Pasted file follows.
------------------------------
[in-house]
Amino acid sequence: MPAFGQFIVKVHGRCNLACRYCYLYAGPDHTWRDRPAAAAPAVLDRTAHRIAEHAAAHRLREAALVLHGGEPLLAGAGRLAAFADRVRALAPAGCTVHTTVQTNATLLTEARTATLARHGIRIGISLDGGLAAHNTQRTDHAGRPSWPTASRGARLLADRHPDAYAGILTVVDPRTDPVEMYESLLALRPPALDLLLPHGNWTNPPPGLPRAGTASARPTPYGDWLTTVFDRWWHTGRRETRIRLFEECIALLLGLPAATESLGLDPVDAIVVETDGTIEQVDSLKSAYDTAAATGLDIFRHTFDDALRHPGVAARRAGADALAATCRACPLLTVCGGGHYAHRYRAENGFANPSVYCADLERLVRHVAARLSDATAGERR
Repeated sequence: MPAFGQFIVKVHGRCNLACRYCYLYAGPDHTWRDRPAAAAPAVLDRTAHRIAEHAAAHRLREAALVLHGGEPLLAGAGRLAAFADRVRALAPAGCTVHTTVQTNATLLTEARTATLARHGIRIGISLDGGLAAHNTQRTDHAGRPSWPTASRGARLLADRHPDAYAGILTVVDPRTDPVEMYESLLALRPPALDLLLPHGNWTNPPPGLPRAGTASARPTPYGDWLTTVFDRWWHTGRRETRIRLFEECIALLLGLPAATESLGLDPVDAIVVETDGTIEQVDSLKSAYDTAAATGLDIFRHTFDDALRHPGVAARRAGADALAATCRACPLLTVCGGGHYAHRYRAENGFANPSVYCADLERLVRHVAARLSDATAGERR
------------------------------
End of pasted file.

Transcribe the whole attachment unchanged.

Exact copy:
[in-house]
Amino acid sequence: MPAFGQFIVKVHGRCNLACRYCYLYAGPDHTWRDRPAAAAPAVLDRTAHRIAEHAAAHRLREAALVLHGGEPLLAGAGRLAAFADRVRALAPAGCTVHTTVQTNATLLTEARTATLARHGIRIGISLDGGLAAHNTQRTDHAGRPSWPTASRGARLLADRHPDAYAGILTVVDPRTDPVEMYESLLALRPPALDLLLPHGNWTNPPPGLPRAGTASARPTPYGDWLTTVFDRWWHTGRRETRIRLFEECIALLLGLPAATESLGLDPVDAIVVETDGTIEQVDSLKSAYDTAAATGLDIFRHTFDDALRHPGVAARRAGADALAATCRACPLLTVCGGGHYAHRYRAENGFANPSVYCADLERLVRHVAARLSDATAGERR
Repeated sequence: MPAFGQFIVKVHGRCNLACRYCYLYAGPDHTWRDRPAAAAPAVLDRTAHRIAEHAAAHRLREAALVLHGGEPLLAGAGRLAAFADRVRALAPAGCTVHTTVQTNATLLTEARTATLARHGIRIGISLDGGLAAHNTQRTDHAGRPSWPTASRGARLLADRHPDAYAGILTVVDPRTDPVEMYESLLALRPPALDLLLPHGNWTNPPPGLPRAGTASARPTPYGDWLTTVFDRWWHTGRRETRIRLFEECIALLLGLPAATESLGLDPVDAIVVETDGTIEQVDSLKSAYDTAAATGLDIFRHTFDDALRHPGVAARRAGADALAATCRACPLLTVCGGGHYAHRYRAENGFANPSVYCADLERLVRHVAARLSDATAGERR